Review by The Monster Librarian (click image)
Hannahwhere is a rare treasure for a first novel. John McIlveen began his writing career in the horror genre, but his work has always danced on the edges of the magical. Although popular authors such as Stephen King and Neil Gaiman have experimented successfully with an array of genres and genre hybrids, a relative newcomer with a genre-blending book faces more of a challenge in drawing readers’ attention. John McIlveen has written a book deserving of that attention. The characters maneuver through the pages in fluid fashion, growing into people so believable that it is nearly impossible to contain them. The story and style will take your breath away, fracture your imagination, and carve open your heart.
Set in modern Boston, Hannawhere centers on young Hannah, who is found behind a dumpster, physically healthy but catatonic, two years after she and her twin witnessed a brutal murder in Nebraska. She has obviously been the victim of terrible trauma, and is trapped in an alternative fantasy world that is strange and claustrophobic, yet still inviting, Hannah’s social worker, Debbie Gillan, enters and tries to save Hannah and find her twin, changing their lives and everything they thought they knew about reality. To say more about the plot would destroy the magic within the covers.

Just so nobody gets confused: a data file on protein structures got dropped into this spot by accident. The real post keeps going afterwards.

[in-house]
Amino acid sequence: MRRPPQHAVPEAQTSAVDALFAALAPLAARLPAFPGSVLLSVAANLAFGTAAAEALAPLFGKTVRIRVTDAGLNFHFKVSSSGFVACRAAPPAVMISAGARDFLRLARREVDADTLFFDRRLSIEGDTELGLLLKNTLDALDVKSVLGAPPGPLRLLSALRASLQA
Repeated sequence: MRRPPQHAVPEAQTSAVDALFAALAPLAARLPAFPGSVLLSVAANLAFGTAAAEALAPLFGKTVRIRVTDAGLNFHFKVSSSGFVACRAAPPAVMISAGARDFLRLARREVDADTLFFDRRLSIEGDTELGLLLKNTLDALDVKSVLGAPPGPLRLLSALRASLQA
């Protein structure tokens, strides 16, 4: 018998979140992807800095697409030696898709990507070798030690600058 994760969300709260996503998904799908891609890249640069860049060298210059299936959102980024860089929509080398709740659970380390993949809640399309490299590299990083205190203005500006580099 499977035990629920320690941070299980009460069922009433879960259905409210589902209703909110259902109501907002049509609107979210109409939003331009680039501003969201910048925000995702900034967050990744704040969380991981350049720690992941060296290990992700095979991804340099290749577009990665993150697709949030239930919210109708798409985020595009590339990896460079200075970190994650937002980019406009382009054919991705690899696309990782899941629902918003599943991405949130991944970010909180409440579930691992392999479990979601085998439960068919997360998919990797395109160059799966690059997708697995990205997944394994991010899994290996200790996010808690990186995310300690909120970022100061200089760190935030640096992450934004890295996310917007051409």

This creep down the rabbit hole will leave many in wonder, often with a tear in their eye. McIlveen has shown that boundaries are for those who refuse to knock the walls down… No such boundaries exist in Hannahwhere. Highly recommended.